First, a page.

The Constitution began looking inadequate when sovereignty expressed through Parliament began losing its role.

G E Moore, while defining “good,” writes, “Good is good and nothing else”. To him, any attempt to define “good” in terms of pleasure or value is to commit a fallacy. These days, the seven-party alliance is trying to redefine democracy, in terms of “Total or Complete Democracy” while setting it as the goal of their political struggle. In recent years, some social scientists and politicians have started using a word “inclusive” before democracy, as they are not satisfied with the conventional parameters of a democratic regime, which has failed to include all groups of people within its fold. Since several groups are marginalised and subjected to discrimination, they want to be invariably included. Hence, they use an adjective,

‘inclusive,’ before the word ‘democracy’ to strengthen their contention. Democracy as such is introduced as a system only with a view to including all sections of the people to choose their own government for their own benefits, as the very Greek word “Demokratia” (Democracy), means “rule by the people.” Exclusion of some people entails faulty implementation of the process as democracy always stands for the greatest good of the greatest number.

Similarly, the new adjective “total or complete “ used to qualify democracy does not mean anything more or less than what democracy stands for. Democracy presupposes neither constructive/absolute monarchy nor the army being out of the people’s control. It seems that the political parties have started qualifying democracy from two perspectives. The first is concerned with the Constitution of the Kingdom of Nepal 1990 which was proclaimed as the outcome of the political compromise document agreed upon by the King on one side and the political parties on the other. Although the Constitution reflected the people’s aspirations, it gradually started falling short when the sovereignty of the people as envisaged in the Constitution, expressed through the parliament, started losing its role in the process of governance. The normal implementation of the norms of the parliamentary system was getting derailed and the political stakeholders had no political will to oppose the moves of the King. The nominations of members to the Upper House continued to be made without the recommendation of the cabinet. The violation of constitutional obligation reached its zenith when a sitting nominated member was asked to resign by the King, which was executed immediately without any resistance. The then chairman of the Upper House too accepted the resignation humbly. He clearly overlooked his duty of safeguarding the letter and spirit of the Constitution by which he was bound both morally and legally through the oath.

The parliament, sovereign body representing the wishes of the sovereign people, was hardly recognised, as a bill passed by both Houses of Parliament was never approved by the King. In a constitutional monarchy, a monarch does not act on his own. He acts only as per the advice of an authority, which is authorised by the Constitution to do so. The King sent the bill to the Supreme Court for its comments without any advice of any competent authority. All these prove that neither the late King was ready to live as a titular head nor the present King is inclined to function any longer within the bounds of the Constitution. The second perspective is related to the control of the army. Earlier, an army was needed for territorial expansion or safeguarding of the international borders. Since now there are two military giants surrounding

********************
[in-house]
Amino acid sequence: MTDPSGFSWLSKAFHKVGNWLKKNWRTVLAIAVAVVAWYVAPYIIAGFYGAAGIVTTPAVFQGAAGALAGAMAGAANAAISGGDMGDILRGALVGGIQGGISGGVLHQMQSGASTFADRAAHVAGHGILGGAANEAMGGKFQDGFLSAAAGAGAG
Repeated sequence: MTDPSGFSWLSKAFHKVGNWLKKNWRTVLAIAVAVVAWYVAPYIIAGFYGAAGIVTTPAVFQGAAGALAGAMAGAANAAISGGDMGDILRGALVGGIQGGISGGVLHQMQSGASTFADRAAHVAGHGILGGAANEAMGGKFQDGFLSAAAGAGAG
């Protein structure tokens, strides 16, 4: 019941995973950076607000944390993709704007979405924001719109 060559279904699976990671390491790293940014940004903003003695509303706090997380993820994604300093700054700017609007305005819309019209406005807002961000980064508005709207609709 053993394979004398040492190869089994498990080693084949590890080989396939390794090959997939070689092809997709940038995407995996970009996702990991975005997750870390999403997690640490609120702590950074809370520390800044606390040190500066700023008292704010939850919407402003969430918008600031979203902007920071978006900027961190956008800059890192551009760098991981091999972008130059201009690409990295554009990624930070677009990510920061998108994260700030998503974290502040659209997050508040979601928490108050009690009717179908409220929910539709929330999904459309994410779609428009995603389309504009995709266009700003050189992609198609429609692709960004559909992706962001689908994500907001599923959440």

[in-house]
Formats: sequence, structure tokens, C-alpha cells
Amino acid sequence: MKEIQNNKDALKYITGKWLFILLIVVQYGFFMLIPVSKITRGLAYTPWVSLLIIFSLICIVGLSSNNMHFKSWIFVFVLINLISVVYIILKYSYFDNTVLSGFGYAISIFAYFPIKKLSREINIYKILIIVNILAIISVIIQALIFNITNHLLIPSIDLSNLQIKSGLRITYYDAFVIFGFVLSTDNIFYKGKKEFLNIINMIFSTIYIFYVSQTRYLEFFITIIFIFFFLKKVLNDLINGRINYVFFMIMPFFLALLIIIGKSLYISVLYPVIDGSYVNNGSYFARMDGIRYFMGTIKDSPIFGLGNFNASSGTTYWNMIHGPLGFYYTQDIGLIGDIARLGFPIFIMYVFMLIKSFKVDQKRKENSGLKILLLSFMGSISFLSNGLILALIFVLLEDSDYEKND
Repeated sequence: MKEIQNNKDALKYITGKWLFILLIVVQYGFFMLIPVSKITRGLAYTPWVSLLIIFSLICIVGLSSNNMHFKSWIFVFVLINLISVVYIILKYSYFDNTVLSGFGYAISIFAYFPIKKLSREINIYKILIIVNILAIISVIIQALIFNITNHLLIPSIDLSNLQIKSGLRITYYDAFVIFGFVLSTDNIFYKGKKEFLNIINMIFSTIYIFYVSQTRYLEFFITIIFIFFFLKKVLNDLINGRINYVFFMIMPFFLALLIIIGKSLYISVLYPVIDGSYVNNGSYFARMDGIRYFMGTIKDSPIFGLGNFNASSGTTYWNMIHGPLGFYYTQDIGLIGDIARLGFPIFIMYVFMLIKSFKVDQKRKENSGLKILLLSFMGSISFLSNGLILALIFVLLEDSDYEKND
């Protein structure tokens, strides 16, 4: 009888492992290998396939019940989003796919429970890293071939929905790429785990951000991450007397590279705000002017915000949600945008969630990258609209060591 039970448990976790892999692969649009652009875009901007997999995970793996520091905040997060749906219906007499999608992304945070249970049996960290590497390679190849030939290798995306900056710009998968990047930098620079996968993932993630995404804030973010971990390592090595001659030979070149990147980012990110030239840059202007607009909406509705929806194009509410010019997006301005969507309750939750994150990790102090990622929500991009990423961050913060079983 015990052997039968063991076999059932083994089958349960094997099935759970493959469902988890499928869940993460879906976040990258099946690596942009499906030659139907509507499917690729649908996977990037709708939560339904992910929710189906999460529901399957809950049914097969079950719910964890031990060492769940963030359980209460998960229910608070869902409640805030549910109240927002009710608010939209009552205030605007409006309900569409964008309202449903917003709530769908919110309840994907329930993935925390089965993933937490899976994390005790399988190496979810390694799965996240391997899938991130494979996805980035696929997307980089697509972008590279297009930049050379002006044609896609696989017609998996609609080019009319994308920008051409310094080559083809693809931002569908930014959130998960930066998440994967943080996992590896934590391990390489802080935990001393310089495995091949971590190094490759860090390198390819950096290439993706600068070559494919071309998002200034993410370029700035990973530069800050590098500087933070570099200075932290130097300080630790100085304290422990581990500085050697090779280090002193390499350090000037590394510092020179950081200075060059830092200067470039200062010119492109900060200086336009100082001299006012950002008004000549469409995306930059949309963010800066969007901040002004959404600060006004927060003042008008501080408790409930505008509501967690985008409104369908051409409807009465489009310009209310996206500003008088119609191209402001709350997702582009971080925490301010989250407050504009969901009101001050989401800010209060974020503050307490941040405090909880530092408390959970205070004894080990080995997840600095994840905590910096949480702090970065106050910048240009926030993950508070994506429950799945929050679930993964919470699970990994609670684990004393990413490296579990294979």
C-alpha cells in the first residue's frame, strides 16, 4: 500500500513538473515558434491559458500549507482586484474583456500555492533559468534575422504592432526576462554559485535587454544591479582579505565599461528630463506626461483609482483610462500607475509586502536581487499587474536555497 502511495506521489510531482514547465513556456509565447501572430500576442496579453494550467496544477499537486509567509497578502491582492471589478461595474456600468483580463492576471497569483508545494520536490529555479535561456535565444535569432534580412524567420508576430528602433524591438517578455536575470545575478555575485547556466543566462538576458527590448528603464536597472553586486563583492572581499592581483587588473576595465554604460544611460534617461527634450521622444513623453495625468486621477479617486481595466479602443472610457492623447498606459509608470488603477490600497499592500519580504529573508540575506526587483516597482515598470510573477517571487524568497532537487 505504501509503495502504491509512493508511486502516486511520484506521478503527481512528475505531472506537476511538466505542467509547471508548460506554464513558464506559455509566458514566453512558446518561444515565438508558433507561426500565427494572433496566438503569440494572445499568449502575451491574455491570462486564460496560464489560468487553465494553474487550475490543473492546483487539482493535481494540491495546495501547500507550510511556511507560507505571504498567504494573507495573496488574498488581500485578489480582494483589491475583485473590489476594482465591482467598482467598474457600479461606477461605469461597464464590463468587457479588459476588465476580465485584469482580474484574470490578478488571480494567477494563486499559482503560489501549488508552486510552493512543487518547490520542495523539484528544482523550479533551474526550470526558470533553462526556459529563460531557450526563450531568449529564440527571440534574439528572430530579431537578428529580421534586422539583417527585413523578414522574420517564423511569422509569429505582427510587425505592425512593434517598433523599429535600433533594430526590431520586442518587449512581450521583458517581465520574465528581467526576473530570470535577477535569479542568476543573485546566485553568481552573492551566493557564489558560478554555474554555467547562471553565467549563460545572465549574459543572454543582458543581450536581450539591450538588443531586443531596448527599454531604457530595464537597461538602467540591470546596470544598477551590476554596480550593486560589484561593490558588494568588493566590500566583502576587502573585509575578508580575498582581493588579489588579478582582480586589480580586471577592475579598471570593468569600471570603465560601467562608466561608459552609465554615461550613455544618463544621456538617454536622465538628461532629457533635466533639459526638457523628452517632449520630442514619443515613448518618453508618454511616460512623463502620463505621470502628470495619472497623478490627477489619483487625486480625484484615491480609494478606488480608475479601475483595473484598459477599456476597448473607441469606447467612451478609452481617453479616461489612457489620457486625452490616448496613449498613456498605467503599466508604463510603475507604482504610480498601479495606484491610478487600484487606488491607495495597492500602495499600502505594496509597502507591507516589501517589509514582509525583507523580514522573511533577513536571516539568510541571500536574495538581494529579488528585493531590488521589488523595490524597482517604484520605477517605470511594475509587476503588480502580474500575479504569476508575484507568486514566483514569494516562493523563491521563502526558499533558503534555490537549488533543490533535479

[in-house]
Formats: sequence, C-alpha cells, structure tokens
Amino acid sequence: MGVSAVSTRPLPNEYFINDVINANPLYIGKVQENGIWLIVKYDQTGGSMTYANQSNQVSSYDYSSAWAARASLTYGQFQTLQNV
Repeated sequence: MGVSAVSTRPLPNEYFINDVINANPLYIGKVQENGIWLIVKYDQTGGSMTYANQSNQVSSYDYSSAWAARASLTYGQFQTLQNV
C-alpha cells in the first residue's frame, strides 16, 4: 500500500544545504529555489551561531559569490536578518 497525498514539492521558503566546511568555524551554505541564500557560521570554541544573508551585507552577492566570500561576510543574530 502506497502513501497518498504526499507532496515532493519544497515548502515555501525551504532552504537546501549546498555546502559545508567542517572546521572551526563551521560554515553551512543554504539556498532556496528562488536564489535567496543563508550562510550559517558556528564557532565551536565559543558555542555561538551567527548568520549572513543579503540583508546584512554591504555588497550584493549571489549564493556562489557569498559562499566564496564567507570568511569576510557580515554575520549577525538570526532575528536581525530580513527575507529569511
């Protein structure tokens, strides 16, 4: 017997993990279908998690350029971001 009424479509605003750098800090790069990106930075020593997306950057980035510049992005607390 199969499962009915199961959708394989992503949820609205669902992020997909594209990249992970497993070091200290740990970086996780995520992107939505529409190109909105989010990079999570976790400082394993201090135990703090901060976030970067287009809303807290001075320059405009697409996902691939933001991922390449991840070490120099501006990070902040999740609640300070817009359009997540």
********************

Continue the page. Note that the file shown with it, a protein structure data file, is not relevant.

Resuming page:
Nepal, the army has lost its conventional significance except for containing the Maoist insurgency. But during the last six decades the role of the army has cha-nged inversely. It has been used to indirectly destroy the democratic regime brought in with due approval of the King by way of the royal proclamations. Hence, the political parties are at one on bringing the army under the control of the parliament.

Interestingly, not only the party/parties in power but other parties too did not take up the issue of the violation of the Constitution seriously as they were busy sharing power. They overlooked their duty of strengthening the democracy and kept themselves busy in enjoying the fruits of democracy. Now they have been thrown out of power, they have risen from their dream of power enjoyment as Immanuel Kant was aroused by Hume’s scepticism from his dogmatic slumber. Of late, the political leaders have started to evaluate not only their incompetence but also the shortcomings of the Constitution. They want to rectify the shortcomings either by rewriting the Constitution through a constituent assembly or by bringing back the role of the constitutional monarch through agitation. But an option of declaring the Kingdom a republic is still left out which they do not want to commit openly. Perhaps, the underlying meaning of total or complete democracy is nothing but “the state of republic,” which may be their compulsion.

Professor Mishra is a former election commissioner